State v. Sanchez

Annotate this Case

531 P.2d 1229 (1975)

87 N.M. 256

STATE of New Mexico, Plaintiff-Appellee, v. Daniel Joe SANCHEZ, Defendant-Appellant.

No. 1523.

Court of Appeals of New Mexico.

January 29, 1975.

*1230 Chester H. Walter, Jr., Chief Public Defender, Bruce L. Herr, Appellate Defender, Donald Klein, Jr., Asst. Appellate Defender, Santa Fe, for defendant-appellant.

David L. Norvell, Atty. Gen., F. Scott MacGillivray, Ralph W. Muxlow, Asst. Attys. Gen., Santa Fe, for plaintiff-appellee.



Defendant was convicted in Bernalillo County of robbery while armed with a deadly weapon. See State v. Sanchez, Ct. App., 530 P.2d 404, issued December 11, 1974. He was then charged by Supplemental Information as an habitual offender, contrary to § 40A-29-5, N.M.S.A. 1953 (2d Repl.Vol. 6, 1972), tried by a jury and convicted. From that judgment and the sentence rendered pursuant thereto, defendant appeals, alleging six points of error. We affirm.

Of appellant's six points on appeal, those numbered II through VI, all hinge on the correctness or incorrectness of the last felony conviction in Bernalillo County on October 26, 1973. State v. Sanchez, supra. Since we have already passed on defendant's arguments in that regard and have affirmed the correctness of that proceeding and its result, we believe that none of these points merits further discussion here. Thus, we address ourselves exclusively to the argument raised under the first point on appeal, which reads as follows:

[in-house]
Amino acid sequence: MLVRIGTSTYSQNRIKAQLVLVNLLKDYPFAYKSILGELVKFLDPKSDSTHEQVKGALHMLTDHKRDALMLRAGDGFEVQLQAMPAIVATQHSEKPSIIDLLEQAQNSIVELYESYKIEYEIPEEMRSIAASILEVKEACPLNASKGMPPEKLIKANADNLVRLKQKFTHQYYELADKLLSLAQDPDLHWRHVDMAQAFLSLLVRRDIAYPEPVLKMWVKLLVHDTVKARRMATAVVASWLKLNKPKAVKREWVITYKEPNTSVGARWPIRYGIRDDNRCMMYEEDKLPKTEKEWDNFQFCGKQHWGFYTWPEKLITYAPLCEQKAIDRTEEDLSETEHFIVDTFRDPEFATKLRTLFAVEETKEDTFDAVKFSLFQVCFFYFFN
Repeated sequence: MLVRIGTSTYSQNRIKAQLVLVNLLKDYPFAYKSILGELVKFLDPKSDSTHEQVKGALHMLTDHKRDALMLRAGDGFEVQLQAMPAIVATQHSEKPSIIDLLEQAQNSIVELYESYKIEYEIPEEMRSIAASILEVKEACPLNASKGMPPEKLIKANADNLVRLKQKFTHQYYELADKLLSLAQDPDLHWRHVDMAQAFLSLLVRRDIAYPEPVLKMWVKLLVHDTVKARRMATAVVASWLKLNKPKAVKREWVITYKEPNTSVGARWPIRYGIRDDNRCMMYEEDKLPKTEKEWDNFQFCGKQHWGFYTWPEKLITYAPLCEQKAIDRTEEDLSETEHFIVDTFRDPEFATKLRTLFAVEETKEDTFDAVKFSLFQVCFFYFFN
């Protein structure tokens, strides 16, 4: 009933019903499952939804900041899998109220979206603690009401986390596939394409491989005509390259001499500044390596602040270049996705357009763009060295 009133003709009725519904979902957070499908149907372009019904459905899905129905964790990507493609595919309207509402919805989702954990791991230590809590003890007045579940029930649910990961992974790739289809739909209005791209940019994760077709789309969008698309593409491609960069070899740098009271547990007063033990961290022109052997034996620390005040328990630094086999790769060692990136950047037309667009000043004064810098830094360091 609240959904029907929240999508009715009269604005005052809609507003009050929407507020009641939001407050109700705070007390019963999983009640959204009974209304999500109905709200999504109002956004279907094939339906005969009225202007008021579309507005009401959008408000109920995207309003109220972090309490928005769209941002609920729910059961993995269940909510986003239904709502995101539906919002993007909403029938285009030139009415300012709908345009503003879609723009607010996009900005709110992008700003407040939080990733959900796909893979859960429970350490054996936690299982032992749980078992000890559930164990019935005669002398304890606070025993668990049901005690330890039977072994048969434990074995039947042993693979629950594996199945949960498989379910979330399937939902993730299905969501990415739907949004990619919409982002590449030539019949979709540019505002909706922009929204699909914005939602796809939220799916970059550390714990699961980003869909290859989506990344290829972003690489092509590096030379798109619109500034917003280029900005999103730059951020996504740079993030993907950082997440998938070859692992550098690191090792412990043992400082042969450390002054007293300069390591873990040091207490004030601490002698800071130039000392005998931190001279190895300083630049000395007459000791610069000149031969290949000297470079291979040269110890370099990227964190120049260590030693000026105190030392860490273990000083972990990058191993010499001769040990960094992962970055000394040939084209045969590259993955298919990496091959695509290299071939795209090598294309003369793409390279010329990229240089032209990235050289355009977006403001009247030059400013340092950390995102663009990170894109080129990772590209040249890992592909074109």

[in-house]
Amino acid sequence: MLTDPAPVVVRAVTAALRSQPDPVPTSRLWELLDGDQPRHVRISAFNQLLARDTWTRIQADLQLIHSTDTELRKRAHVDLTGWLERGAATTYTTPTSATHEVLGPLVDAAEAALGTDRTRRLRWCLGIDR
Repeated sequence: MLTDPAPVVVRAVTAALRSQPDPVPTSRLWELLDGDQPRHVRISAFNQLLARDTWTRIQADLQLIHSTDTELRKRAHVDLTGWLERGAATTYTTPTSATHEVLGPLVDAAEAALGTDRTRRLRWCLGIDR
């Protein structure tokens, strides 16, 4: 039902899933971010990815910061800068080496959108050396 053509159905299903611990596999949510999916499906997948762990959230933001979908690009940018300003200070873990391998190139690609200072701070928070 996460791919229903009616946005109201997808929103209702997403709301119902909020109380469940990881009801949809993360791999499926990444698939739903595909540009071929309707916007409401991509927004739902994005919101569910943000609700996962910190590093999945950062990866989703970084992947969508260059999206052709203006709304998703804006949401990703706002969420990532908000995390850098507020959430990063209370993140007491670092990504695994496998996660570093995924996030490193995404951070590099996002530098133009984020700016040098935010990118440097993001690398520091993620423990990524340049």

The Supplemental Information alleged the following felony convictions: (1) *1231 Aggravated Assault, DeBaca County, October 12, 1965; (2) Robbery, Guadalupe County, January 9, 1970; (3) Aggravated Battery, Guadalupe County, January 9, 1970; (4) False Imprisonment, Guadalupe County, January 9, 1970; and (5) Robbery while armed with a deadly weapon, Bernalillo County, October 26, 1973. At issue is the propriety of the trial court's instruction to the effect that the three 1970 convictions in Guadalupe County should be combined and counted by the jury as one. Appellant's counsel argues, and we believe rightly so, that combination of the three convictions was unsupported by the evidence introduced at trial. Indeed, the only conclusion we can draw from the record before us is that the convictions were all entered on the same date; but whether they were the result of several counts of a "single transaction" crime, or whether they resulted from three unrelated crimes does not appear. Although we have found no New Mexico cases on this point, guidance from other jurisdictions is not unavailable. In general, the cases may be summarized to say that where a conviction on two or more counts arising out of acts committed in the course of a single transaction has been entered, the convictions should count as one for the purpose of sentencing under an habitual offender statute. I.e., State v. Simpson, 152 Wash. 389, 277 P. 998 (1929). On the other hand, where multiple convictions are obtained for crimes unrelated to one another, no prohibition has been found to prevent counting each conviction separately in habitual offender proceedings. I.e., Cox v. State, 255 Ark. 204, 499 S.W.2d 630 (1973).